It's a very handy technique which can be used in so many different ways. The very handy thing with sets is also that they can be combined. So in one of the examples in the TDT, one set was created on the condition that a customer spent over X amount (set by a parameter), and another set for customers who hadn't bought anything from a given category. The intersection of these 2 sets was created (using combine sets and selecting the intersection), and this set (in) was put on the filter. The user could then see all customers who had spend more than X, but hadn't bought anything from Category Y. As you can imagine this is very handy for Customer/Store segmentation/clustering.
Cheers Simon, I will most certainly check out the Sets TDT. What you have mentioned is exactly the type of information I will be after.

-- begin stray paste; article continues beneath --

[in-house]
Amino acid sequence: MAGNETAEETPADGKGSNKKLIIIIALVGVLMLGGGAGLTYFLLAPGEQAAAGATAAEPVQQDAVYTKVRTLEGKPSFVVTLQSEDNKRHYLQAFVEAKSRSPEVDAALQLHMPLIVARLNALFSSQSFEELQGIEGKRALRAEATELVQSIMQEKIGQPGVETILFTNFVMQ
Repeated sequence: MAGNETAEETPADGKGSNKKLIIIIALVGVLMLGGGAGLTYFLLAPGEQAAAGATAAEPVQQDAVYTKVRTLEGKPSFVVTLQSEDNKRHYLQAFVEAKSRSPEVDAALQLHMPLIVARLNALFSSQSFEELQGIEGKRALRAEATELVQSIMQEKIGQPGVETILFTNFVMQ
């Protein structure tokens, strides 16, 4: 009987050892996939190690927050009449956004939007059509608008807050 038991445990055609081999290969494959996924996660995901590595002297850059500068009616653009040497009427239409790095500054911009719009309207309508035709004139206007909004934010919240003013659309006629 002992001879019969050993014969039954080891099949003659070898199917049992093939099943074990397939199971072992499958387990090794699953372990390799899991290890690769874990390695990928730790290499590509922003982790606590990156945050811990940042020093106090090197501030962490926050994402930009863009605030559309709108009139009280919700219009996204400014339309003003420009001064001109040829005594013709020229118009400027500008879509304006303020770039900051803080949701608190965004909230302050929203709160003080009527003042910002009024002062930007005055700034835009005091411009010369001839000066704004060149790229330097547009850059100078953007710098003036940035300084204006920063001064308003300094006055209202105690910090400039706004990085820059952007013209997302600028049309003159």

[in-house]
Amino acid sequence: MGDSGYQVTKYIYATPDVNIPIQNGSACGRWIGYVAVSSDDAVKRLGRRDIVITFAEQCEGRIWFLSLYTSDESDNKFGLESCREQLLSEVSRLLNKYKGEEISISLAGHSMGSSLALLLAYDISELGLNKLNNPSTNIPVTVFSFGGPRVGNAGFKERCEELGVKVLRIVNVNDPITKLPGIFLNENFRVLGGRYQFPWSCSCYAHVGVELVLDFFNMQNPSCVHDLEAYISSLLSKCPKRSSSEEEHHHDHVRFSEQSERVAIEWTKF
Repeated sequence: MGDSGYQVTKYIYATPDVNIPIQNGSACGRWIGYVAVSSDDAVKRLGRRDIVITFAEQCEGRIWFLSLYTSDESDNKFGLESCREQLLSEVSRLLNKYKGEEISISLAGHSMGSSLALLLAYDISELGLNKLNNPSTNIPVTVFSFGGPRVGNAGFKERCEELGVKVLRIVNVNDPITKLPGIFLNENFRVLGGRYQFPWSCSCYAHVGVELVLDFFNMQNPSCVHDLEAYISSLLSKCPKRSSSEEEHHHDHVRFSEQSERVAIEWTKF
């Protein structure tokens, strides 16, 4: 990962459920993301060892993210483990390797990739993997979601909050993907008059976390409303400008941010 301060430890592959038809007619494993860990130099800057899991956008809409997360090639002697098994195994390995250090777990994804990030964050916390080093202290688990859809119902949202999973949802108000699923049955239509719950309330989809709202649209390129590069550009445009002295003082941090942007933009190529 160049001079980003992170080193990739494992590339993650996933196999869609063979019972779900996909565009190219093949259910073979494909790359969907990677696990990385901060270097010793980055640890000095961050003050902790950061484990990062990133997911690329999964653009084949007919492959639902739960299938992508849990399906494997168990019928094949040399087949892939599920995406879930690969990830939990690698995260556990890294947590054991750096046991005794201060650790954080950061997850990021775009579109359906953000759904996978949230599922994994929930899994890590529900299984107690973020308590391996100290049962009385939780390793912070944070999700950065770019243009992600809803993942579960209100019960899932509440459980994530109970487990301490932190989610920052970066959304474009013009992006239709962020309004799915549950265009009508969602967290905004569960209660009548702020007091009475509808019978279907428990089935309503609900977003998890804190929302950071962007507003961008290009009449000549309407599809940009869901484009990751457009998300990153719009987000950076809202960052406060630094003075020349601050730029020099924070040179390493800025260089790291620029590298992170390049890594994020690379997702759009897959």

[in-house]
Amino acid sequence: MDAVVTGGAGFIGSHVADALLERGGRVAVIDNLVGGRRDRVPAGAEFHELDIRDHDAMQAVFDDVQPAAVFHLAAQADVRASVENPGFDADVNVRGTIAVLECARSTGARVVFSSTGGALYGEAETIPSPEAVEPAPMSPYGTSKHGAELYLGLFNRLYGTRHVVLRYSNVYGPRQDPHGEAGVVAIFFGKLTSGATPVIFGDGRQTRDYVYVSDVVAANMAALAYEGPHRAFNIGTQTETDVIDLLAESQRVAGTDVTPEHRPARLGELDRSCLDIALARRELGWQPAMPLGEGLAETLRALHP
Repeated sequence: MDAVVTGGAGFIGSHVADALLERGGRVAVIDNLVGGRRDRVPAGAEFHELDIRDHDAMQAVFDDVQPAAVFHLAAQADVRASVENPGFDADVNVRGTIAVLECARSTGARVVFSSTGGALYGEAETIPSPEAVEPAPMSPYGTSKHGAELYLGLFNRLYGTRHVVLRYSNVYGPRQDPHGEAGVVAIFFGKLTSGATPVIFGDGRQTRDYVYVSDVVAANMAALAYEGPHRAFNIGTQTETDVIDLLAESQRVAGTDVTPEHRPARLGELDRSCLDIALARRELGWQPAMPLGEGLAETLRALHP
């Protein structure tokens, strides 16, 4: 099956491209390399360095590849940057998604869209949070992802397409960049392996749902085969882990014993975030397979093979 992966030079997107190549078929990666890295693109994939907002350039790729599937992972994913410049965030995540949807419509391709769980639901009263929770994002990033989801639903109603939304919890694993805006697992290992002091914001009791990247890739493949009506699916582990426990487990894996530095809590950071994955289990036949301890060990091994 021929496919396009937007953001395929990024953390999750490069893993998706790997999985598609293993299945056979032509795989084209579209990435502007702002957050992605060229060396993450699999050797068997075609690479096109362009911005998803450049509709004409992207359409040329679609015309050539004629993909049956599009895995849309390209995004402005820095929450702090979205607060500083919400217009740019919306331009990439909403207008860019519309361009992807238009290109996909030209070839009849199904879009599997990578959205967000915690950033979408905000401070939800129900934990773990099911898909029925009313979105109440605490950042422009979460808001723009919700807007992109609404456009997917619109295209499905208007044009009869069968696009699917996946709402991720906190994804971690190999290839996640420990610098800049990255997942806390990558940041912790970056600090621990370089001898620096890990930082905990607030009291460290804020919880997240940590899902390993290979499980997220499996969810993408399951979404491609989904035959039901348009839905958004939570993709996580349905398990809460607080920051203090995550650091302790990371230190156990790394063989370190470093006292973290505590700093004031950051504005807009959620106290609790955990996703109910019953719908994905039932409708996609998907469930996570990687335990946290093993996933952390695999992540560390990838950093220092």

Simon is there a way to do this without having to select a specific product in the parameter? I've created a similar post here and someone posted the same solution as yours: Show Attributes Of A Field That Are NOT Associated With A Customer What we're trying to figure out is how to show all of the products a customer did not purchase, not just a single product as specified by a parameter?
We tried adding the "All" value but I've found that just places all customers inside the "In" set.
Although the data source is Excel, we can still use the technique that Ray gave here Re: Show Attributes Of A Field That Are NOT Associated With A Customer
We can use Custom SQL to generate the List of All Products, and then again to get a list of all customers...and then cross-join these (as per Ray's answer) and then Left Join the original data back on. This will give us a row for every possible Product/Customer combination, where only the rows with sales against them will have a sales value. As you can probably already see, once we get to that the Tableau is very easy.
Is this is an approach that's feasible? if so let me know and I can work up an example from superstore.